June 14, 2014, 4 p.m., The Archbishop’s Palace, Mandaluyong City.
Picture a 99-year-old matriarch walking her 75-year-old son to the altar, where he would wait for his 69-year-old bride.
It was collectively an age-defying feat. Even the main celebrant, a 55-year-old cardinal, exclaimed: “I think this is the first time I am marrying a couple older than me.”
The cast of characters in order of appearance: Remedios Enriquez Rodrigo, widow of the distinguished late Sen. Francisco “Soc” Rodrigo Sr.; her son, Francisco “King” Jr.; this writer, the bride; and Manila Archbishop Luis Antonio “Chito” Cardinal Tagle.
Mommy Med, as she is fondly called, was a perfect complement to us, the principals, that day— unselfconsciously catching everyone’s attention with her grace and sure-footed gait, sans cane or walker; a joy to behold as she confidently yet self-effacingly gave away her eldest son.
In the days leading up to the ceremony, she was insisting on wearing a recycled piña gown instead of a new one and that she should not be all dolled up, “kasi baka ako ang mapagkamalang bride (I might be mistaken for the bride).”
King and I were so touched when, at the nuptial Mass, instead of us going to her where she was seated, she went to us for the “kiss of peace.”
King describes his mother as a “medical phenomenon.” At age 100 on Nov. 18, she has never been hospitalized outside of her six deliveries—to Ditas, King, Pempe, Milo, Boogie and Bing (deceased). She takes no medicines, only vitamins. During Sunday family lunches when age, absent-mindedness, diabetes, arthritis, gout, acid reflux, medications and mandatory doctor’s visits are de rigueur topics, she habitually mocks us with: “Tingnan n’yo ko, wala akong sakit kasi hindi ako nagpupunta sa doktor (Look at me, I’m never sick because I never go to the doctor.”
Mommy Med reads without eyeglasses, defies healthy diet rules with her staples of junk food, mayonnaise, ice cream and pork. Her pantry is always full of chocolates and sweets, which she feasts on with her 27 grandchildren and 47 great grandchildren during their weekend visits. And she remembers all their names and birthdays, including that of her first apo sa talampakan (great, great grandchild). Their first communions and graduations are red-letter days, always marked by generous gifts from “Lola Med.”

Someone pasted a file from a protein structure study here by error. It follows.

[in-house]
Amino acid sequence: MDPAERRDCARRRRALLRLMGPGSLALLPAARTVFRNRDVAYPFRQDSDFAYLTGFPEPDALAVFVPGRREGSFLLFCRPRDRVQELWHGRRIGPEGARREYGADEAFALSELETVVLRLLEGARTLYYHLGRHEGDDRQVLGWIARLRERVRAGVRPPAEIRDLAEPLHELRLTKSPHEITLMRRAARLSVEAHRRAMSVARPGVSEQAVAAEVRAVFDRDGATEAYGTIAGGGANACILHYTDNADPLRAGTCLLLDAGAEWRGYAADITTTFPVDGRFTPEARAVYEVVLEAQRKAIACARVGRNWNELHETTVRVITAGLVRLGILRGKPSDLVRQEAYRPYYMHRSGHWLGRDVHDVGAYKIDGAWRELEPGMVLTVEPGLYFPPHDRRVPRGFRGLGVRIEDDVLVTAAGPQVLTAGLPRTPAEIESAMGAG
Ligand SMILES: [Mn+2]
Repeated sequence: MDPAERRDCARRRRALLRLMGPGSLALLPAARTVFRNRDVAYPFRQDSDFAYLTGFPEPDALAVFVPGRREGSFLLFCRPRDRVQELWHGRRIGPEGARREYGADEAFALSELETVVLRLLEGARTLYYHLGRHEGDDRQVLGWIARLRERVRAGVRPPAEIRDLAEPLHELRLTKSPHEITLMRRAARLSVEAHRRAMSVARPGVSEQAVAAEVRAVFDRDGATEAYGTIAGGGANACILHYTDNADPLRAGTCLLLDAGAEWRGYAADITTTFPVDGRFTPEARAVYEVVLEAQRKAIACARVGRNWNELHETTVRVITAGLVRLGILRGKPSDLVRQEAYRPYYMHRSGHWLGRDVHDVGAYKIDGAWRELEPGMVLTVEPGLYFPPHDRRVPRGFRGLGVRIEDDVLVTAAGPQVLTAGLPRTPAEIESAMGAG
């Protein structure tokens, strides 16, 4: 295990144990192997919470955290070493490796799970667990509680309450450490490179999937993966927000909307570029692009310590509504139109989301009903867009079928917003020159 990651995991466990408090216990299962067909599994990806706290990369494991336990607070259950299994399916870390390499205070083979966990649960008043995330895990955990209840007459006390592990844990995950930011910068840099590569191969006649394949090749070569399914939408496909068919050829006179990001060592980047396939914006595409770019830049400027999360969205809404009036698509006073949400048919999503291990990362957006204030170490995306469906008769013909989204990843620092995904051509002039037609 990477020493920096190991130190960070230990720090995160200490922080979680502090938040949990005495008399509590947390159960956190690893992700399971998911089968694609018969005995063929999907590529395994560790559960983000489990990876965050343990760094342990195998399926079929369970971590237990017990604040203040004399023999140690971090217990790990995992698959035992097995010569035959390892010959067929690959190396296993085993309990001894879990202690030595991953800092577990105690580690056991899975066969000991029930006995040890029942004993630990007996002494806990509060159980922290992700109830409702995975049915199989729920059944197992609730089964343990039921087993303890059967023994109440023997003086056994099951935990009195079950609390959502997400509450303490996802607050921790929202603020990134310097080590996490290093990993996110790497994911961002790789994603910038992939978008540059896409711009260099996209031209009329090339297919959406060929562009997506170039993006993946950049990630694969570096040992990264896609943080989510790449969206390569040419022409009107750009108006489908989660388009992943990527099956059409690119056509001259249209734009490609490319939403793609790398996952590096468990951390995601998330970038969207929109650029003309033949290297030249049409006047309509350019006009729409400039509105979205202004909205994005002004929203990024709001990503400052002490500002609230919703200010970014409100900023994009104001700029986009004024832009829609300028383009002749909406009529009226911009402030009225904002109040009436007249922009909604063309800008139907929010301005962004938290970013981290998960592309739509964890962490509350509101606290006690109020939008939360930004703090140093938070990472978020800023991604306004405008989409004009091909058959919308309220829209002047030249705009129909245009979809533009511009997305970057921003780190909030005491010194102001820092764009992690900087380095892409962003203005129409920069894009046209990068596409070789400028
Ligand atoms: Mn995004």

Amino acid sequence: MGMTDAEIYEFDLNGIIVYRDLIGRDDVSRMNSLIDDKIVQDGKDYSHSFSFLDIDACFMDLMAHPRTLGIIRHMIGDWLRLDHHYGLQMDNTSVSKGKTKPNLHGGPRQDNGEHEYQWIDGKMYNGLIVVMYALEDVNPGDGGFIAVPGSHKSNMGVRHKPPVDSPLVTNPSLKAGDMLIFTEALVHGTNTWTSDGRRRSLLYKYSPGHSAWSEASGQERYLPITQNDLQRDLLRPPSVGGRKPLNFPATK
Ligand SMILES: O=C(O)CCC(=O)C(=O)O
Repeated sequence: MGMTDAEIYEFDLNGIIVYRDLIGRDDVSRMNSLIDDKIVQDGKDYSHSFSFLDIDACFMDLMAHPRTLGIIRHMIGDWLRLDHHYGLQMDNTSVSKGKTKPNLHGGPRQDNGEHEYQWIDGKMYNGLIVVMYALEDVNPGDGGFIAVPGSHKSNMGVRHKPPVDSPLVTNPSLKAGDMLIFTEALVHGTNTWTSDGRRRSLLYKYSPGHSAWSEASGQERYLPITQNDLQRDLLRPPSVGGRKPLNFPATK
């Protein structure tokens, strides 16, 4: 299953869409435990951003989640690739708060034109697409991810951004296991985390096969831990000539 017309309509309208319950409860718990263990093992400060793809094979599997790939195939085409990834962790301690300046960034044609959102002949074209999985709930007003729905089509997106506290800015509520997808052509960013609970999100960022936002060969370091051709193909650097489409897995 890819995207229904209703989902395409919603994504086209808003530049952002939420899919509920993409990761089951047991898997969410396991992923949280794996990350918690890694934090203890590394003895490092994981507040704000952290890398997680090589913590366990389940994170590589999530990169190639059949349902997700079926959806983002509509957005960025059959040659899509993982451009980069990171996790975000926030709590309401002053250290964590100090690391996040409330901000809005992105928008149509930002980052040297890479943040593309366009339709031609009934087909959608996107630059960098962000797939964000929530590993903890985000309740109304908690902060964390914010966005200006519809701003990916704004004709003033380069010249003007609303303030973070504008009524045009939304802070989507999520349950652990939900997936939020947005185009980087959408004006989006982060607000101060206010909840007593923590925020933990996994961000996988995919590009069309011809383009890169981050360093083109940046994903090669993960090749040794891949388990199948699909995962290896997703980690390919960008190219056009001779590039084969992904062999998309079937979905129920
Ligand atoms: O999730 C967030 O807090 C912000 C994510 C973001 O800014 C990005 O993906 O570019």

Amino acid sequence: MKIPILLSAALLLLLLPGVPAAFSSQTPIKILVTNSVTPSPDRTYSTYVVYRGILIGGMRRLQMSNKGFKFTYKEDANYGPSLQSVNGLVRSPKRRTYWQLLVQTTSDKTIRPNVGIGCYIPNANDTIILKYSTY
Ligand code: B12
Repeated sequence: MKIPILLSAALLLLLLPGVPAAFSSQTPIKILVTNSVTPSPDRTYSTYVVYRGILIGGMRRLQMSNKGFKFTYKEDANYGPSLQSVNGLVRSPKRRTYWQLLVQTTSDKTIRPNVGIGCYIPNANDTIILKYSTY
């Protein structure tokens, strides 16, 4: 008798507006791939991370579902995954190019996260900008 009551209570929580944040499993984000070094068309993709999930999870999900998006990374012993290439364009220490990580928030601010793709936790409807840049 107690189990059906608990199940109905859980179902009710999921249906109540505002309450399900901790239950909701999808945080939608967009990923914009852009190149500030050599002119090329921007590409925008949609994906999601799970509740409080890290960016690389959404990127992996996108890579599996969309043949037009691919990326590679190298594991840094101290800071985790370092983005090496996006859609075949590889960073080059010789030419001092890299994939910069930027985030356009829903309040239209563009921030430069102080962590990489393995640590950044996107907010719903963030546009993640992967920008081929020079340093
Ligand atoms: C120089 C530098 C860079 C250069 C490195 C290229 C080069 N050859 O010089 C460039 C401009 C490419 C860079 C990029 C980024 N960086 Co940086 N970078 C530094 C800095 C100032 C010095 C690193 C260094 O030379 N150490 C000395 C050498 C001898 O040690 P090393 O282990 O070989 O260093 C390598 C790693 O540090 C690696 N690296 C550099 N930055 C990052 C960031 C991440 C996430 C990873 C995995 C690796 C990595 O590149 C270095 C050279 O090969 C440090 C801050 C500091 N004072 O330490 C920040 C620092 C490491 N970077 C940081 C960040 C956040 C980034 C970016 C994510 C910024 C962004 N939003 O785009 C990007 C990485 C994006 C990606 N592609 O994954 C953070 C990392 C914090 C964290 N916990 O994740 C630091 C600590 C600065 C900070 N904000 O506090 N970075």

And speaking of names, Mommy Med retains her penchant for “baptizing” loved ones with pet names. Ditas, the eldest, remains “Remedios” to her. King is “Pakongkong”; Pempe, “Piyam Piyam.” The irrepressible but lovable Milo is invariably called “Melecio,” especially after he jokingly chides Mommy Med that even at age 73, “pinagagalitan niyo pa ako (I still get scolded by you).” Boogie was named after the postwar dance craze “rhum boogie.” She loved to call the now deceased Bing “Balut,” the reason for which nobody has discovered all these years.
For a centenarian, Mommy Med is a walking wonder, literally and figuratively. She walks unaided, by choice, and walks quite fast, even to the communion rail during her nightly 6 p.m. Mass at Mt. Carmel Shrine. Once when Boogie tried to escort her to the altar, she turned around and said to him: “Ang bagal mo; mauuna na ako (You’re too slow, I’m going ahead).” In fact, she changes communion lanes when the person ahead of her is slow.
At her favorite pew, which she has devotedly occupied for a number of decades now—the same one where Senator Soc regularly sat with her until his death in 1998—she opts to stand, kneel and sit by herself. In fact, she climbs and sits herself in her van, politely refusing offers of assistance.
Whether at church or other gatherings, Mommy Med is inevitably approached and greeted by people from different walks of life, even by priests who go straight to her from the altar after Mass. They hug her, kiss her and, like at a recent Padre Pio novena Mass, reverently kiss her hand. A veritable Miss Congeniality, she occasionally voices some concern: “Nakakahiya, para naman akong poon. Baka pahiran pa nila ng panyo ang kamay ko (How embarrassing, it’s as if I’m the Lord. They might start dabbing my hand with a handkerchief).”